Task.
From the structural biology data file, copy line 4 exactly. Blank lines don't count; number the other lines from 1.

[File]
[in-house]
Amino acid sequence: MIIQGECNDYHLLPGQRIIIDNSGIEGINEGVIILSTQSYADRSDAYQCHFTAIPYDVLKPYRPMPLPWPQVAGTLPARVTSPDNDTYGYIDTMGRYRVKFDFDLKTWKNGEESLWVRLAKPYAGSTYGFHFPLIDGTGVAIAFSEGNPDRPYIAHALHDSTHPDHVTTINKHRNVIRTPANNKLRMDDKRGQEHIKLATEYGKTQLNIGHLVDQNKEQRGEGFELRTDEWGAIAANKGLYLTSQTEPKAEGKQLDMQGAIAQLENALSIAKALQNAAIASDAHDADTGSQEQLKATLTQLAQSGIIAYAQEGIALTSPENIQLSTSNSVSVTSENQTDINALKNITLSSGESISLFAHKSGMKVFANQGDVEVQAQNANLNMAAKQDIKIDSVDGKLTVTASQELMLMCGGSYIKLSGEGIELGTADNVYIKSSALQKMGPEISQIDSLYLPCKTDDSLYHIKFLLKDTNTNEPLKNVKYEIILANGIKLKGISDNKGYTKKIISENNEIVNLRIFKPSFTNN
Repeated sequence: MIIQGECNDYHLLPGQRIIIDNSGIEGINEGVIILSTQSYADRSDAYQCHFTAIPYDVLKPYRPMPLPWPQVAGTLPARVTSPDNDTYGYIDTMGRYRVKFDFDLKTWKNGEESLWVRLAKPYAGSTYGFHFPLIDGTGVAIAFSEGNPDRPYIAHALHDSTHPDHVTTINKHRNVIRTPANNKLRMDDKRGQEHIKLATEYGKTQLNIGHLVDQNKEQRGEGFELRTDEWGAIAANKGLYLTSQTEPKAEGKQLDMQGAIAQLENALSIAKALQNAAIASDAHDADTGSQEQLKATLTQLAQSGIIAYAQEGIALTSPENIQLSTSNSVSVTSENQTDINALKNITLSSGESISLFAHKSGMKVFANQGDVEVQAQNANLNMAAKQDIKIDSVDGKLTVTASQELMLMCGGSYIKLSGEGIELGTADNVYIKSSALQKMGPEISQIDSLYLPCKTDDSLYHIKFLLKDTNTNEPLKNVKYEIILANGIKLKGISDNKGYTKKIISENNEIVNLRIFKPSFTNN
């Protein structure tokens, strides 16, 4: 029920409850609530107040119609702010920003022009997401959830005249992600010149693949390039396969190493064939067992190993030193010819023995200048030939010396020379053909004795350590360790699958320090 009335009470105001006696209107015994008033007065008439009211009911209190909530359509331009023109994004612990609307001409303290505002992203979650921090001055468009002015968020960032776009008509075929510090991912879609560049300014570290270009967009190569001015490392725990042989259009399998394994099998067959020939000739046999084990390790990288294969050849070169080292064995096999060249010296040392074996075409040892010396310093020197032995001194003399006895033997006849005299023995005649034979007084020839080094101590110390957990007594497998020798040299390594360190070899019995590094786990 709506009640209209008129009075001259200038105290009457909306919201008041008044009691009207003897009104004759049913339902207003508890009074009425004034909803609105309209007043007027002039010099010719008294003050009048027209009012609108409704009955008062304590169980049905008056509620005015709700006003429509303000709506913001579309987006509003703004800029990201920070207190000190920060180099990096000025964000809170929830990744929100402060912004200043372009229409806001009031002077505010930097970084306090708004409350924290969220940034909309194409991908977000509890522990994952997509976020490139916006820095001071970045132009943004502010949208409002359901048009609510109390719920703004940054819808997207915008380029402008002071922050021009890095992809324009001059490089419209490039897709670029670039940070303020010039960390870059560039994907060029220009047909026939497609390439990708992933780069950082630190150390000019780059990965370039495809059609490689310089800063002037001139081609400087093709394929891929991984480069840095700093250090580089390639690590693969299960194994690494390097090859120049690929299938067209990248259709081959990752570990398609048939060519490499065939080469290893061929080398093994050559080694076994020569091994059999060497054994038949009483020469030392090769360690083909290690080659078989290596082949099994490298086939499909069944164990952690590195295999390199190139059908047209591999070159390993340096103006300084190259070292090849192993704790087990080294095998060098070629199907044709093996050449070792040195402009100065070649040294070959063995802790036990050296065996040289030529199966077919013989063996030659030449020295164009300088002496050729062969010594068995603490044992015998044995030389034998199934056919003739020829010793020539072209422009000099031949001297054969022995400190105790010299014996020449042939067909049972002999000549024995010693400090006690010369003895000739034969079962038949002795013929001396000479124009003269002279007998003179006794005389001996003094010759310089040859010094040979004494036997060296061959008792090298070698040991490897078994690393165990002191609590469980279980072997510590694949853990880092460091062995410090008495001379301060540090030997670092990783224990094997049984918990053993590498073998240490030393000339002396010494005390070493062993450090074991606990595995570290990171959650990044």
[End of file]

């Protein structure tokens, strides 16, 4: 029920409850609530107040119609702010920003022009997401959830005249992600010149693949390039396969190493064939067992190993030193010819023995200048030939010396020379053909004795350590360790699958320090 009335009470105001006696209107015994008033007065008439009211009911209190909530359509331009023109994004612990609307001409303290505002992203979650921090001055468009002015968020960032776009008509075929510090991912879609560049300014570290270009967009190569001015490392725990042989259009399998394994099998067959020939000739046999084990390790990288294969050849070169080292064995096999060249010296040392074996075409040892010396310093020197032995001194003399006895033997006849005299023995005649034979007084020839080094101590110390957990007594497998020798040299390594360190070899019995590094786990 709506009640209209008129009075001259200038105290009457909306919201008041008044009691009207003897009104004759049913339902207003508890009074009425004034909803609105309209007043007027002039010099010719008294003050009048027209009012609108409704009955008062304590169980049905008056509620005015709700006003429509303000709506913001579309987006509003703004800029990201920070207190000190920060180099990096000025964000809170929830990744929100402060912004200043372009229409806001009031002077505010930097970084306090708004409350924290969220940034909309194409991908977000509890522990994952997509976020490139916006820095001071970045132009943004502010949208409002359901048009609510109390719920703004940054819808997207915008380029402008002071922050021009890095992809324009001059490089419209490039897709670029670039940070303020010039960390870059560039994907060029220009047909026939497609390439990708992933780069950082630190150390000019780059990965370039495809059609490689310089800063002037001139081609400087093709394929891929991984480069840095700093250090580089390639690590693969299960194994690494390097090859120049690929299938067209990248259709081959990752570990398609048939060519490499065939080469290893061929080398093994050559080694076994020569091994059999060497054994038949009483020469030392090769360690083909290690080659078989290596082949099994490298086939499909069944164990952690590195295999390199190139059908047209591999070159390993340096103006300084190259070292090849192993704790087990080294095998060098070629199907044709093996050449070792040195402009100065070649040294070959063995802790036990050296065996040289030529199966077919013989063996030659030449020295164009300088002496050729062969010594068995603490044992015998044995030389034998199934056919003739020829010793020539072209422009000099031949001297054969022995400190105790010299014996020449042939067909049972002999000549024995010693400090006690010369003895000739034969079962038949002795013929001396000479124009003269002279007998003179006794005389001996003094010759310089040859010094040979004494036997060296061959008792090298070698040991490897078994690393165990002191609590469980279980072997510590694949853990880092460091062995410090008495001379301060540090030997670092990783224990094997049984918990053993590498073998240490030393000339002396010494005390070493062993450090074991606990595995570290990171959650990044």